From: Alan Murray - Thursday Sep 19, 2019 11:31 am
Must-read business news for your morning commute.
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September 19, 2019

Good morning.

Is the U.S. economy about to enter recession? Economists almost never see a downturn until it’s upon them, and it seems clear the next one will be no exception. Despite the Federal Reserve’s decision to cut rates by a quarter percentage point yesterday, the central bank has no agreed view on the matter. Fed Chairman Powell said the cut wasn’t intended to combat weakness, but rather “to keep the economy strong.” Only seven of 10 Fed officials supported him, with two opposing the rate cut, and one arguing for a larger, half-point cut.

Blackstone CEO Stephen Schwarzman, who has lived through seven downturns in his 50 years on Wall Street, says there are “simple rules” for identifying them, and those rules tell him a downturn is “unlikely now.” The yield curve—which turned upside down a few weeks ago, raising recession fears—is pointing upward again.

But Deloitte’s quarterly CFO survey, fresh out this morning, shows financial officers’ optimism about their own firms’ prospects has turned negative for the first time in seven years. Deloitte’s Sanford Cockrell III, head of the CFO program, said financial officers “are concerned about how Brexit, our US trade policy, and how the 2020 elections will impact the economy.”

And FedEx CEO Fred Smith, who also has weathered his fair share of global downturns, told investors: “I watch the business press every day and I have to tell you, I think there’s a lot of whistling past the graveyard about the U.S. consumer and the U.S. economy versus what’s going on globally.”

Best advice: buckle your seat belts. News below.

Alan Murray




Fukushima Verdict

Three former Tokyo Electric Power executives, including former chairman Tsunehisa Katsumata, have been cleared of negligence for the 2011 Fukushima nuclear disaster. Protestors had been calling for a guilty verdict, which would have come with five years' jail time. BBC

AT&T and DirecTV

AT&T is reportedly considering getting rid of DirecTV. The shrinking satellite business could be spun off or combined with rival Dish—or it might stay in the fold. Activist investor Elliott Management is keen for the telco to drop DirecTV. Wall Street Journal

FAA and Boeing

The Federal Aviation Administrator says he won't clear Boeing's grounded 737 Max for commercial takeoff until he flies one himself. Steve Dickson is due to visit Boeing's Seattle facilities today for a briefing on software updates to the aircraft's control system, which may have caused two fatal crashes. It is far from regular for the FAA chief to demand to fly a plane himself before allowing it to enter service. CNBC

Trump Communications

President Trump reportedly made a "promise" to a foreign leader in a phone call that was so troubling that an intelligence community official filed a formal whistleblower complaint. Which foreign leader? What promise? Lawmakers would like to know, and the House Intelligence Committee will be questioning Intelligence Community Inspector General Michael Atkinson in a classified session today. Washington Post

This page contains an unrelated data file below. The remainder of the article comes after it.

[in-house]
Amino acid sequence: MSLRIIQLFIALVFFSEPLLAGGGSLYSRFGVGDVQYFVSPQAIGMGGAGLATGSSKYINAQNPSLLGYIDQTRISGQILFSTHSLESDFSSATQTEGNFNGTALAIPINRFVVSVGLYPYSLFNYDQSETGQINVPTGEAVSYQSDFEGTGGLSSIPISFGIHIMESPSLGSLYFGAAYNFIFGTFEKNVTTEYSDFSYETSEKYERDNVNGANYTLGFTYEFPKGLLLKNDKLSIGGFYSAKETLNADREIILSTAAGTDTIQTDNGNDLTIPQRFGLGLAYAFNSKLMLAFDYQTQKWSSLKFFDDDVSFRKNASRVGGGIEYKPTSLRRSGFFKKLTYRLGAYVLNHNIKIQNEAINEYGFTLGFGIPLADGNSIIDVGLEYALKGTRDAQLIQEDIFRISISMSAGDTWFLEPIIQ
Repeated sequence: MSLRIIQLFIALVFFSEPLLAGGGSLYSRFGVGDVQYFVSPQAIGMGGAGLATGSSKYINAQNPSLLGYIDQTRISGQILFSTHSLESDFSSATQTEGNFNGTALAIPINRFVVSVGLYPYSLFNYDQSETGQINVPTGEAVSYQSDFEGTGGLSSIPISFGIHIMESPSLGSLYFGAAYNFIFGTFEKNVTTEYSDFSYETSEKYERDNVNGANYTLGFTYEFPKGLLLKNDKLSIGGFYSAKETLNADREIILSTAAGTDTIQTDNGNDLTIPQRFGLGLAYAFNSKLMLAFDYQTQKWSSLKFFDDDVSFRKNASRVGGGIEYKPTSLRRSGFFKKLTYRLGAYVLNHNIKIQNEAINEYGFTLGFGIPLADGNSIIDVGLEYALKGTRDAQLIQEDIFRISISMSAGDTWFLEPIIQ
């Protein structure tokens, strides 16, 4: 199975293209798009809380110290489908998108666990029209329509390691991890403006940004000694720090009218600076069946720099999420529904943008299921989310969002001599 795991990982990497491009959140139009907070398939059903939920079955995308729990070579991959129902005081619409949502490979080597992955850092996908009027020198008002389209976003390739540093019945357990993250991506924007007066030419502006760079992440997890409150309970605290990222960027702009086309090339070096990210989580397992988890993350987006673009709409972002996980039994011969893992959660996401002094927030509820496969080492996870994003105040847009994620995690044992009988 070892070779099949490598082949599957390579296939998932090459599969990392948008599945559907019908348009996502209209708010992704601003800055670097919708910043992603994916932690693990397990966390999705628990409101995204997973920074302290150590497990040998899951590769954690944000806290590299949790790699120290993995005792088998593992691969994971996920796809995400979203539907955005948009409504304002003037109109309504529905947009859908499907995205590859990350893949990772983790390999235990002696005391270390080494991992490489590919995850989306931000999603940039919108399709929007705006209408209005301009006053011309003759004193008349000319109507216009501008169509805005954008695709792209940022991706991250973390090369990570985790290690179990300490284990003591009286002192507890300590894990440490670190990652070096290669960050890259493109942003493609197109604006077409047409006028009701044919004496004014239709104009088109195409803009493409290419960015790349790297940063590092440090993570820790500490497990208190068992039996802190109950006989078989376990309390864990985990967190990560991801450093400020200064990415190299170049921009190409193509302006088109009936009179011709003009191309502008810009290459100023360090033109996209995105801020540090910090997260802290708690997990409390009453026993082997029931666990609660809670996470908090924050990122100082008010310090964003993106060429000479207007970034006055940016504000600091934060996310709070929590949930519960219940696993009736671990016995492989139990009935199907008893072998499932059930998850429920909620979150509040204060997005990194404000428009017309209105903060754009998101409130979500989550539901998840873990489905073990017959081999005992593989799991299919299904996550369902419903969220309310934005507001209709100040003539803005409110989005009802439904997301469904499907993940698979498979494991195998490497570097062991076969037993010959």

Content From Deloitte

What’s Driving Data?

An increasing number of companies are storing their data in the cloud, while, at the same time modernizing their data and analytics platforms. But what’s really driving this change? The cloud or a desire for transformation? Deloitte explores.

Read more




Female CEOS

Why has Wall Street never had a female CEO? As Fortune's Claire Zillman writes, the banking world's male leaders claim they want more diversity, "but as women well know, what happens to a decades-long career inside an institution isn’t the result of big proclamations. It’s the result of a thousand tiny interactions and decisions. Some her choice, some not. Some assignments not offered, some cocktail parties not attended, some business trips not booked." Fortune

Trudeau Brownface

Canadian Prime Minister Justin Trudeau, who is fighting for reelection, has apologized for wearing brownface at a party some 18 years ago, when he was a teacher. Time published a photo of him at the party yesterday. He says "it was a racist thing to do" and he should have known better. Guardian

Chinese Data

There's a struggle underway between China's government and its big tech companies, Tencent and Alibaba, over user data. Beijing wants the firms to hand over customer loan data for the benefit of a government-backed credit-scoring system, but they're not playing ball. The government previously revoked Tencent and Alibaba's permissions for developing their own credit-scoring systems. Financial Times

Trump vs Homeless

President Trump has threatened to sanction San Francisco for—he alleges without evidence—an increase in ocean pollution caused by the homeless. Bloomberg

This edition of CEO Daily was edited by David Meyer. Find previous editions here, and sign up for other Fortune newsletters here.

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